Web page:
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Today lets talk about “selling.”

I believe that many people are interested in photography and have never thought about selling their work. They will often feel that they haven’t mastered photography yet. So why would anyone buy your work?

It is true that if you are a “Photography Master,” your work will have people willing to buy, and is more likely to be sold at a higher price. But in fact, there are also people interested in general photography like some “normal scenes that you tend to capture.”

Although, selling photos doesn’t make you rich, don’t expect to make a living out of it. But when we enjoy our photography, we should earn some extra satisfaction: it’s the same way to get photos on the Internet, to get your title out to the photography society, to participate in photography than to win awards, and to sell to make some money. For me, acknowledging your work with money is more real than a thumbs up. Although the photos you sell isn’t necessarily the best work, the person who bought it might disagree.

This article does not focus on “How to take a Good Photo”. What I want to share today are some “technical direction” details that need to be paid attention to when taking pictures of cities and landscapes. If you often take pictures of city landscapes and want to sell your photos, you need to consider this more recreational photography before pressing the shutter.

1) Let’s talk about the basic information about selling photos in some galleries. Photos are works of art like paintings and can be copied indefinitely. Therefore, the gallery generally sets the photos sold as “Limited Edition”, such as 10-30+, and labels the sale number in the corner of the photo for identification. Once sold out, it will not be copied for sale to ensure its uniqueness.

2) Take Hong Kong as an example, because most of the buyers are foreigners, so most of the theme is famous spots in Hong Kong: Star Ferry, trams, taxis, Victoria Harbour, bamboo sheds, neon signs and more!

3) It is also inappropriate to have the year written in the picture because people do not like to buy “outdated” photos. If the word “2014” appears in a corner of the photo, the photo will be difficult to sell in 2015. My younger brother took a photo of Lincoln’s wishing tree. Some customers originally wanted to purchase and gave it to their friends, but when noticed “Wishing Day 2014” in the background, but it was the beginning of 2015, they asked, “Is there a 2015 version?” The gallery staff said “No”, and the guest purchased another piece of my work.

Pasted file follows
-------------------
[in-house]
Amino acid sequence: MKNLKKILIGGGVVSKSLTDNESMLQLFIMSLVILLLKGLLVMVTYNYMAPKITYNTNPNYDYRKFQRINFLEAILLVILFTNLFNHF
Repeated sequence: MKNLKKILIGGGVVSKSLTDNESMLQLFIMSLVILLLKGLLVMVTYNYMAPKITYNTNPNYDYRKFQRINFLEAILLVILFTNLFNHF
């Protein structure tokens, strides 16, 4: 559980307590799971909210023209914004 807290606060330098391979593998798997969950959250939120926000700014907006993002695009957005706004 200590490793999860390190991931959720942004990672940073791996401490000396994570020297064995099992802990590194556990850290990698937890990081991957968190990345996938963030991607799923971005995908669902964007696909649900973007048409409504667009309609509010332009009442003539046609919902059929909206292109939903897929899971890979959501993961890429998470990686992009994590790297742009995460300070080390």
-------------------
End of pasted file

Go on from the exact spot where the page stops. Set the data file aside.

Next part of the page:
4) Advertising/trademarks (especially international brands) should not be prominently displayed on the screen. Because in the photograph sales market, many parts can be purchased by commercial organizations (such as hotels, restaurants, and offices) for decoration purposes. They will not want to sell advertisements for other brands. Of course, that doesn’t mean photos containing trademarks cannot be sold but is more difficult to sell.

5) Take more pictures in different locations. There are always guests who wish to purchase photos of places they have been to. Maybe one day, the guest will ask, “I came to Hong Kong for business. I lived in Repulse Bay for a while now, and I’m leaving the day after tomorrow. I want to buy a photo of Repulse Bay.” If you are a diligent photographer, you have taken photos of it. With photos of Repulse Bay, you have more chances to sell. Keep this in mind: “The opportunity is for the prepared.”

6) Most customers purchase photos for decoration at home. Therefore, when shooting, beauty is important, take into consideration whether the photo is suitable for home decoration. This category might be too complicated to discuss in detail here, but it can be said briefly that some photos seem to be ordinary until framed and hung onto a wall. It adds a sense of harmony with the area you chose; on the contrary, some photos look gorgeous when you look at it alone. But when you put it in the room, it may look unpleasant.

7) If you want to develop in photography, you should also target a series of work, such as “star-track”, “insects”, or themes such as “Hong Kong Shop Series”, or even partial Doors are like “Hong Kong’s Ditch Cover Series”, so that your work is more noticed. On the other hand, if the gallery sells your work, it will not sell only one piece, but a series of sales, so that the gallery staff can sell to the client.


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